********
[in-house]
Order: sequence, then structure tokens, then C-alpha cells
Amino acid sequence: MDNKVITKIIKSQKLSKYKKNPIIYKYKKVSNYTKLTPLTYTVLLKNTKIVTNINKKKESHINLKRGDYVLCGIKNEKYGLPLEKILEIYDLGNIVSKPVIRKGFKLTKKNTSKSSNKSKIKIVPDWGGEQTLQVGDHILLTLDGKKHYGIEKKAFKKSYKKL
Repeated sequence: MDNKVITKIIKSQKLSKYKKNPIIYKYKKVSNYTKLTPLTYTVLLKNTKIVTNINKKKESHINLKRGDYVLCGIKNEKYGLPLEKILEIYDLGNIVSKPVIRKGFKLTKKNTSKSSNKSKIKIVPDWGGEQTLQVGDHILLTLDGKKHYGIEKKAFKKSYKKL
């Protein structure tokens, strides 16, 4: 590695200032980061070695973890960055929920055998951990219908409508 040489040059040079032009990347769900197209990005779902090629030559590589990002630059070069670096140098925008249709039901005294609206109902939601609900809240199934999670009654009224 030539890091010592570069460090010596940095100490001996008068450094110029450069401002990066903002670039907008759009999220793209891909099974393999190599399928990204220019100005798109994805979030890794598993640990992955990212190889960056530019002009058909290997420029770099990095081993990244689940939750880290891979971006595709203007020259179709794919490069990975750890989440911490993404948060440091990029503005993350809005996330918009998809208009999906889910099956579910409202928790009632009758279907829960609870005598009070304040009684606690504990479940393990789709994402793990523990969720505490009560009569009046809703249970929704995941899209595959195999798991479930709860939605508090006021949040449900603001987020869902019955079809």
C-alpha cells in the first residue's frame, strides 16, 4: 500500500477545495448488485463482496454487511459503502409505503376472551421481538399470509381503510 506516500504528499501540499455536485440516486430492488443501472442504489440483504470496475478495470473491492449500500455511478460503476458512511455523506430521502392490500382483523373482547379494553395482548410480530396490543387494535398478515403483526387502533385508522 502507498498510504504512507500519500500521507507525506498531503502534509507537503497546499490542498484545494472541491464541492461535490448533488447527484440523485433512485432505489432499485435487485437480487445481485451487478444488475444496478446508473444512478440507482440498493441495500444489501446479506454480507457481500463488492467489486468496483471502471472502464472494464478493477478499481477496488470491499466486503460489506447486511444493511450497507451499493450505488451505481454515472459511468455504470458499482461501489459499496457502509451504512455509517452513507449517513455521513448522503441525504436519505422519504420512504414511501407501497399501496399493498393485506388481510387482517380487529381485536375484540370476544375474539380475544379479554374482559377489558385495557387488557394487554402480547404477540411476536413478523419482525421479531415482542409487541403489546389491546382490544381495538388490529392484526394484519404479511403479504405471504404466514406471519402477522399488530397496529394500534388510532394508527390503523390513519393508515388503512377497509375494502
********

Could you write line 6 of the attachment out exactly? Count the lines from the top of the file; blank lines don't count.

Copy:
C-alpha cells in the first residue's frame, strides 16, 4: 500500500477545495448488485463482496454487511459503502409505503376472551421481538399470509381503510 506516500504528499501540499455536485440516486430492488443501472442504489440483504470496475478495470473491492449500500455511478460503476458512511455523506430521502392490500382483523373482547379494553395482548410480530396490543387494535398478515403483526387502533385508522 502507498498510504504512507500519500500521507507525506498531503502534509507537503497546499490542498484545494472541491464541492461535490448533488447527484440523485433512485432505489432499485435487485437480487445481485451487478444488475444496478446508473444512478440507482440498493441495500444489501446479506454480507457481500463488492467489486468496483471502471472502464472494464478493477478499481477496488470491499466486503460489506447486511444493511450497507451499493450505488451505481454515472459511468455504470458499482461501489459499496457502509451504512455509517452513507449517513455521513448522503441525504436519505422519504420512504414511501407501497399501496399493498393485506388481510387482517380487529381485536375484540370476544375474539380475544379479554374482559377489558385495557387488557394487554402480547404477540411476536413478523419482525421479531415482542409487541403489546389491546382490544381495538388490529392484526394484519404479511403479504405471504404466514406471519402477522399488530397496529394500534388510532394508527390503523390513519393508515388503512377497509375494502